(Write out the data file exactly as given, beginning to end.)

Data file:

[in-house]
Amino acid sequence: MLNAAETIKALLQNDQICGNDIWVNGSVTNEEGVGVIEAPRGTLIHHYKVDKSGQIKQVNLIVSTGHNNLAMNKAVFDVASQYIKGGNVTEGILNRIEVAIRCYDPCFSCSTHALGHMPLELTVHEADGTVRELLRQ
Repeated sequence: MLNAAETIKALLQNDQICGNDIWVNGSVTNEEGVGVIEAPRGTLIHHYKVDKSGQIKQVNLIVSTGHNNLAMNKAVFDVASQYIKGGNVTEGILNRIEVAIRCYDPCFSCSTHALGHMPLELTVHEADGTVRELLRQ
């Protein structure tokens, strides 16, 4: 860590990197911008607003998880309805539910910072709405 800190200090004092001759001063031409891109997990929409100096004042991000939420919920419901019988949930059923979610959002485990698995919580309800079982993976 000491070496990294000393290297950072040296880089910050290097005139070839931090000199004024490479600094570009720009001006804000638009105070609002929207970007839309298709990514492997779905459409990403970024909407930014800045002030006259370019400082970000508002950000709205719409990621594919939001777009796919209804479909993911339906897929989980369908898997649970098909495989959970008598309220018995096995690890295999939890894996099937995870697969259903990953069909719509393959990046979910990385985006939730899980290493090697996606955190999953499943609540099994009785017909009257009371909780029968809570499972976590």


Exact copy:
[in-house]
Amino acid sequence: MLNAAETIKALLQNDQICGNDIWVNGSVTNEEGVGVIEAPRGTLIHHYKVDKSGQIKQVNLIVSTGHNNLAMNKAVFDVASQYIKGGNVTEGILNRIEVAIRCYDPCFSCSTHALGHMPLELTVHEADGTVRELLRQ
Repeated sequence: MLNAAETIKALLQNDQICGNDIWVNGSVTNEEGVGVIEAPRGTLIHHYKVDKSGQIKQVNLIVSTGHNNLAMNKAVFDVASQYIKGGNVTEGILNRIEVAIRCYDPCFSCSTHALGHMPLELTVHEADGTVRELLRQ
């Protein structure tokens, strides 16, 4: 860590990197911008607003998880309805539910910072709405 800190200090004092001759001063031409891109997990929409100096004042991000939420919920419901019988949930059923979610959002485990698995919580309800079982993976 000491070496990294000393290297950072040296880089910050290097005139070839931090000199004024490479600094570009720009001006804000638009105070609002929207970007839309298709990514492997779905459409990403970024909407930014800045002030006259370019400082970000508002950000709205719409990621594919939001777009796919209804479909993911339906897929989980369908898997649970098909495989959970008598309220018995096995690890295999939890894996099937995870697969259903990953069909719509393959990046979910990385985006939730899980290493090697996606955190999953499943609540099994009785017909009257009371909780029968809570499972976590």